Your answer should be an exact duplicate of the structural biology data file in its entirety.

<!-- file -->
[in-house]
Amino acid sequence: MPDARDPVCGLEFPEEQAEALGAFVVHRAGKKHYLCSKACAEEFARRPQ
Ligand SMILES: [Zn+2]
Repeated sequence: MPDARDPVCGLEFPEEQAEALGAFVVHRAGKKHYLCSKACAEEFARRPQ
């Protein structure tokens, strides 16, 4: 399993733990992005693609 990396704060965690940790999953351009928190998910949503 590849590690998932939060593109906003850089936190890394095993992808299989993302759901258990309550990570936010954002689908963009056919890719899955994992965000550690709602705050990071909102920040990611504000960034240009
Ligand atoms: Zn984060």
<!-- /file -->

[in-house]
Amino acid sequence: MPDARDPVCGLEFPEEQAEALGAFVVHRAGKKHYLCSKACAEEFARRPQ
Ligand SMILES: [Zn+2]
Repeated sequence: MPDARDPVCGLEFPEEQAEALGAFVVHRAGKKHYLCSKACAEEFARRPQ
């Protein structure tokens, strides 16, 4: 399993733990992005693609 990396704060965690940790999953351009928190998910949503 590849590690998932939060593109906003850089936190890394095993992808299989993302759901258990309550990570936010954002689908963009056919890719899955994992965000550690709602705050990071909102920040990611504000960034240009
Ligand atoms: Zn984060």